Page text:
Markos I. Tambakeras Chairman, President and CEO Kennametal Inc., Latrobe, Pa.
Education: Bachelor's degree in industrial chemistry from the University of the Witwatersrand, Johannesburg, South Africa, and master's of business administration degree in marketing from Loyola Marymount University, Los Angeles.
Career Highlights: 1980: Joined Honeywell Inc. and began a 19-year career with the company. During that time, he served at various times as president of operations in the Asia-Pacific region and president of Honeywell Industrial Automation and Control. Named president of Honeywell Industrial Control in January 1997. 1999: Named Kennametal Inc. president and CEO. 2002: Added chairman of the board to his Kennametal titles.
Family: Wife, Pamela, and two children.
Interests: Serves on the boards of ITT Industries, Saint Vincent College in Latrobe and the Allegheny Conference. Also is vice chairman of the board of trustees of the Manufacturers Alliance/MAPI.
Markos I. Tambakeras, chairman, president and CEO of Kennametal Inc., -- a machine tools manufacturer and engineering services provider with annual sales of $1.6 billion -- spoke to IndustryWeek hours after the release of his company's fiscal year 2002 results. While earnings were down, Tambakeras said cash flow was "healthy," noted the company had reduced debt by nearly 50% in the last three years and described Kennametal as positioned for growth.
Are you seeing an upturn in your industry?
We are seeing a very slow recovery. It's modest. It is a recovery, but it is slower than we had anticipated or we had hoped.
When are you expecting your industry sector to return to more normal operations?
We serve virtually across the board in the manufacturing sector, so you could say the manufacturing sector is our sector. Our expectations, and the indicators we follow, point to a measurable recovery on a year-over-year basis in the fourth quarter of this calendar year.
How do you manage your business during slow times in preparation for an upturn in the economy?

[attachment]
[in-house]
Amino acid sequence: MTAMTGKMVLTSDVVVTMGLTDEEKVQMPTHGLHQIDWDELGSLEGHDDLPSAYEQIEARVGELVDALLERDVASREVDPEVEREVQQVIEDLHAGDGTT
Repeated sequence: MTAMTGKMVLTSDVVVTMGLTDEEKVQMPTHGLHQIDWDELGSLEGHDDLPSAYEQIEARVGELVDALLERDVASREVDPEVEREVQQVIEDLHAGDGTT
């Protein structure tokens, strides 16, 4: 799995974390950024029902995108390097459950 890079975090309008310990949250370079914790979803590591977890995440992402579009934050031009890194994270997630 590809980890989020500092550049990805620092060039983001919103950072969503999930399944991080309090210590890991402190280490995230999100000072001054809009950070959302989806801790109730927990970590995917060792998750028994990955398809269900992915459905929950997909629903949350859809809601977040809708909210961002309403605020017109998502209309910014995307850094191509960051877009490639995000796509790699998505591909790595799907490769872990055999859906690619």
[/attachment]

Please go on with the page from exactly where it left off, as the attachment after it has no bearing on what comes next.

The first thing you have to do is get your cost structures in line and make cuts at the earliest [moment] and as decisively as possible. You've got to do that quickly. You then add your temporary measures, in terms of your discretionary spending, things like travel, capital expenditures. The second thing is you really have to validate your strategy and then manage your strategy. Don't waver. Keep executing the strategy. The third thing you must absolutely continue to do is keep your focus on your customer. You can't afford to drop your service and your support of your customers -- particularly as you get to the upturn -- because they remember. The fourth element: As much as possible you have to keep your R&D and sales forces intact. The tendency to cut back in those areas is obviously very strong because you're trying to contain your costs. But as you're doing this you have to be thinking of the upturn. Although we cut in just about every other part of the business, we did not cut back either our sales force or R&D. That helps you very much with the upturn and very obviously with the ability to accelerate as things improve. The fifth element is cash. You have to constantly focus on cash generation. You cannot forget that. Cash has always been important, and I think industry at large sometimes forgets that. We don't. The final point is you have to keep your top performers engaged. As you're taking tough measures . . . it obviously has a negative impact on morale in general. You have to maintain your people focus, you have to communicate, you have to make sure your top performers know they're your top performers.
How important is the communication aspect?
You have to communicate frequently, you have to communicate to everybody and you have to be honest and direct with your organization. I happen to believe that's what you do no matter what, even when times are good. But particularly during difficult times you have to do that. Even when the news is not good. You'll score a lot of points with your employees and your shareholders when you are open and when you are frank.
You acquired a company earlier this year (Widia Group) -- seemingly a bold move given the poor economic conditions. How did those conditions impact your decision-making process?
It really didn't, and it shouldn't. If an acquisition is the right thing to do, and if the strategic and financial rationale make sense -- and you can afford it -- then I believe you do it. Fortuitously, buying something at the bottom of the cycle isn't such a bad thing. We're hoping as the economy picks up, we'll be able to leverage that and take advantage of it.
E-mail nominations for Executive Word to Patricia Panchak at [email protected].